The drama being played out at Anfield (and the High Court) shows what happens if the relationship between a company’s board of directors and its shareholders breaks down. The case at Anfield is actually the exception, rather than the rule, as most shareholder disputes involve a minority shareholder (rather than 100% of the ownership as with Messrs Hicks and Gillett).
Although the directors are responsible for the day to day running of a company, a number of important decisions regarding a company, are reserved to shareholders (as they require the passing of a shareholder resolution). These decisions tend to be taken based on the principle of ‘majority rules’ (i.e. an ordinary resolution needs over 50%, a special resolution needs no less than 75%).
Minority shareholders have various options when seeking to protect their interests in a company following board or majority shareholder misconduct of the company’s affairs.
i) Membership rights
The articles of association (“articles”) of a company mainly regulate the relationship between the shareholders and the company. Section 33 of the Companies Act 2006 (‘CA 2006’) provides that the articles act as a contract. Therefore, under this section, a shareholder can sue the Company if their membership rights are infringed.
It is far from clear as to what constitutes a “membership right”. Examples which have been enforced include the right to a dividend once it has been lawfully declared and the right to vote at meetings.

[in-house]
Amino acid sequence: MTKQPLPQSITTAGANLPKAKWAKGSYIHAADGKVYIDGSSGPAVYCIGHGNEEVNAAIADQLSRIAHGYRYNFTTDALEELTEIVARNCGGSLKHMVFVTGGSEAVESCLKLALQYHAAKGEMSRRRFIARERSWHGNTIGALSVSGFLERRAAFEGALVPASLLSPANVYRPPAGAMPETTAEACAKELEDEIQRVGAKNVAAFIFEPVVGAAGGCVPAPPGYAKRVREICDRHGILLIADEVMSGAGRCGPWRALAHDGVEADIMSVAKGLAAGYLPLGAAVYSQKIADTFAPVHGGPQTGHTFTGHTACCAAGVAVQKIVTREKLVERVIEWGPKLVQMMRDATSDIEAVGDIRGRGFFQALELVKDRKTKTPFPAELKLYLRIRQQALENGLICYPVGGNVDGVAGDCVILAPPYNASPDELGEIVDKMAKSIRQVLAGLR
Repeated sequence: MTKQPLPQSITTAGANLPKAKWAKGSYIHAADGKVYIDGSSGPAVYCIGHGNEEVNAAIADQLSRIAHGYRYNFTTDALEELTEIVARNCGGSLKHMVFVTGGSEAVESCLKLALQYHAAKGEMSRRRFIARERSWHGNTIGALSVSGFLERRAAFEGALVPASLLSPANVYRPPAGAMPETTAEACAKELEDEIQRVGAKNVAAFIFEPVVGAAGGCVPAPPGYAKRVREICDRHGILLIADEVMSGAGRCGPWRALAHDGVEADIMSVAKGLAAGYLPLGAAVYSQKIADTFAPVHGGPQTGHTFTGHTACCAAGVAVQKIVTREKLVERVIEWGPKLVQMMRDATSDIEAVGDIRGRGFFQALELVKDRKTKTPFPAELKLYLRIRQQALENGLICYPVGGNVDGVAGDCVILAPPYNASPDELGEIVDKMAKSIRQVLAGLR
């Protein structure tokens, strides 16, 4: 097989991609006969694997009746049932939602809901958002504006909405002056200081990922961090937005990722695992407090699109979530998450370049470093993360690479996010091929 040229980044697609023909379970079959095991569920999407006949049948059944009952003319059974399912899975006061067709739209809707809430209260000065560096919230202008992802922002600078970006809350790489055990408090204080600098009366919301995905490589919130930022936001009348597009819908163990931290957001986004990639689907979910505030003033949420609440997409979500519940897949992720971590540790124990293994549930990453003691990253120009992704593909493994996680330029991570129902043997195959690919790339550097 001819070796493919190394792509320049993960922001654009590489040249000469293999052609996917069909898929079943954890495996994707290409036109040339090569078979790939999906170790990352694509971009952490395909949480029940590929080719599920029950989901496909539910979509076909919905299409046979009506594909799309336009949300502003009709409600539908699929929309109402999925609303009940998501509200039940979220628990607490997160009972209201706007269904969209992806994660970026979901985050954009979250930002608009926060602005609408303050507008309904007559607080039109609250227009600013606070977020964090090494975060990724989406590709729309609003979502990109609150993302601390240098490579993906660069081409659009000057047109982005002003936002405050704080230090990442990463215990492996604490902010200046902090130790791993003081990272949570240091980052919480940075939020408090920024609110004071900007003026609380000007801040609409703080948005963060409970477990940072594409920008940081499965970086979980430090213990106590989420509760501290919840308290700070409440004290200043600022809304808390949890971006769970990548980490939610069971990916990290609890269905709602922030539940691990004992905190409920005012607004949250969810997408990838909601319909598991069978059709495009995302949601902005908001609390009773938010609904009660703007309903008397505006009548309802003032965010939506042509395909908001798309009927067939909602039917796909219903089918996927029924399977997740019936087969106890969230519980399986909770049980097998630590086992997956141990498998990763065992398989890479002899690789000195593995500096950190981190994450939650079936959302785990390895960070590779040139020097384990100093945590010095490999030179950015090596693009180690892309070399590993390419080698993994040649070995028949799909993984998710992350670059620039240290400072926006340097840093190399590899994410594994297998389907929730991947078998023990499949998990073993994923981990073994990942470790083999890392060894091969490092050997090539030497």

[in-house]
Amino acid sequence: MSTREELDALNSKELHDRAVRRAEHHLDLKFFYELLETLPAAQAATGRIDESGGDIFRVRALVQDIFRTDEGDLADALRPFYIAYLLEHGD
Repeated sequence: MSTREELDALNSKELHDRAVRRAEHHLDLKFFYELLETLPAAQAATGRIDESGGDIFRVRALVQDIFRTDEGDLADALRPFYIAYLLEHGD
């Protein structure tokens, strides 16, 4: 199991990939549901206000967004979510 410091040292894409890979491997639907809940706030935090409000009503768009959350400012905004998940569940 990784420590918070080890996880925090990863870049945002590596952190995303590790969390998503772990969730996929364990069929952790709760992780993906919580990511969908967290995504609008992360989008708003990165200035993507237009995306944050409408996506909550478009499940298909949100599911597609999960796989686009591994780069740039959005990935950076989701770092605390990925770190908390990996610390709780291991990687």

The case of Eley v Positive Government Security Life Assurance Co Ltd (1876) 1 Ex D 88, highlights the impracticality of relying on this approach. In this case, although the company’s articles contained a provision that the plaintiff would be appointed as the company’s solicitor, he was never appointed to such a position. It was held that the plaintiff could not sue as the right to be appointed as a company’s solicitor was not a “membership right”. It is important, therefore, to protect any shareholder rights in a separate contract such as a shareholders’ agreement.
ii) Shareholders’ agreement
A shareholders’ agreement is typically entered into by the shareholders, key directors and the company. It may, for example, contain reserved matters (where certain key decisions require the consent of all, or a certain percentage, of shareholders) e.g. amendments to the articles of the company, the issue of new shares or the appointment or removal of a director.
Whereas articles provide rights attached to shares, a shareholders’ agreement creates personal contractual rights. Such an agreement provides a right of action which enables one shareholder to enforce provisions of the agreement directly against another shareholder, the company and/or the contracting director. If a term of the agreement is breached, it can be enforced under general contract law principles; a shareholder would be able to claim damages for breach of contract. It could also apply to the court for an injunction to prevent a breach.
iii) Foss v Harbottle and derivative actions
The above case has long provided the general rule that where a wrong has been done to a company, the company is the proper claimant. However, over the years the courts have recognised that there needs to be some circumstances in which a shareholder could bring a claim on the company’s behalf. There are now a number of exceptions to the rule in Foss v Harbottle. An action brought under one of the exceptions would be a derivative action because the shareholder’s right to sue is not a personal right to that shareholder (but has derived from the company’s right to sue).